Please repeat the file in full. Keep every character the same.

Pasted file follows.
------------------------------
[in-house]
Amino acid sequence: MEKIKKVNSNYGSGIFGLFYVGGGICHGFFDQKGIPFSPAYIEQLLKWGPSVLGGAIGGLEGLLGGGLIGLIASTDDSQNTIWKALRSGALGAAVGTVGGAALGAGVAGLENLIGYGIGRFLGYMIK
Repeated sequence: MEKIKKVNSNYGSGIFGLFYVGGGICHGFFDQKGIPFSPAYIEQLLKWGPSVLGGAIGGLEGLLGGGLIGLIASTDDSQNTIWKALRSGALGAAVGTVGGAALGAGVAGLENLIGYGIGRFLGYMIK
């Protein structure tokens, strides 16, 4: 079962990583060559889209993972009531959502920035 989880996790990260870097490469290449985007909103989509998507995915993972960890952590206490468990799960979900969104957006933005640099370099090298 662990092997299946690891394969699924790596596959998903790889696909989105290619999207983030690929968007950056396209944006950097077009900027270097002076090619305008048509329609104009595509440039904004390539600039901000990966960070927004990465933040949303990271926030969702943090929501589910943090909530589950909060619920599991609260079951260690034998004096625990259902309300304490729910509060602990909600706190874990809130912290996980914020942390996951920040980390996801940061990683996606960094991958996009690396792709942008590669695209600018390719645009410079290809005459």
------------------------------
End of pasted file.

[in-house]
Amino acid sequence: MEKIKKVNSNYGSGIFGLFYVGGGICHGFFDQKGIPFSPAYIEQLLKWGPSVLGGAIGGLEGLLGGGLIGLIASTDDSQNTIWKALRSGALGAAVGTVGGAALGAGVAGLENLIGYGIGRFLGYMIK
Repeated sequence: MEKIKKVNSNYGSGIFGLFYVGGGICHGFFDQKGIPFSPAYIEQLLKWGPSVLGGAIGGLEGLLGGGLIGLIASTDDSQNTIWKALRSGALGAAVGTVGGAALGAGVAGLENLIGYGIGRFLGYMIK
């Protein structure tokens, strides 16, 4: 079962990583060559889209993972009531959502920035 989880996790990260870097490469290449985007909103989509998507995915993972960890952590206490468990799960979900969104957006933005640099370099090298 662990092997299946690891394969699924790596596959998903790889696909989105290619999207983030690929968007950056396209944006950097077009900027270097002076090619305008048509329609104009595509440039904004390539600039901000990966960070927004990465933040949303990271926030969702943090929501589910943090909530589950909060619920599991609260079951260690034998004096625990259902309300304490729910509060602990909600706190874990809130912290996980914020942390996951920040980390996801940061990683996606960094991958996009690396792709942008590669695209600018390719645009410079290809005459």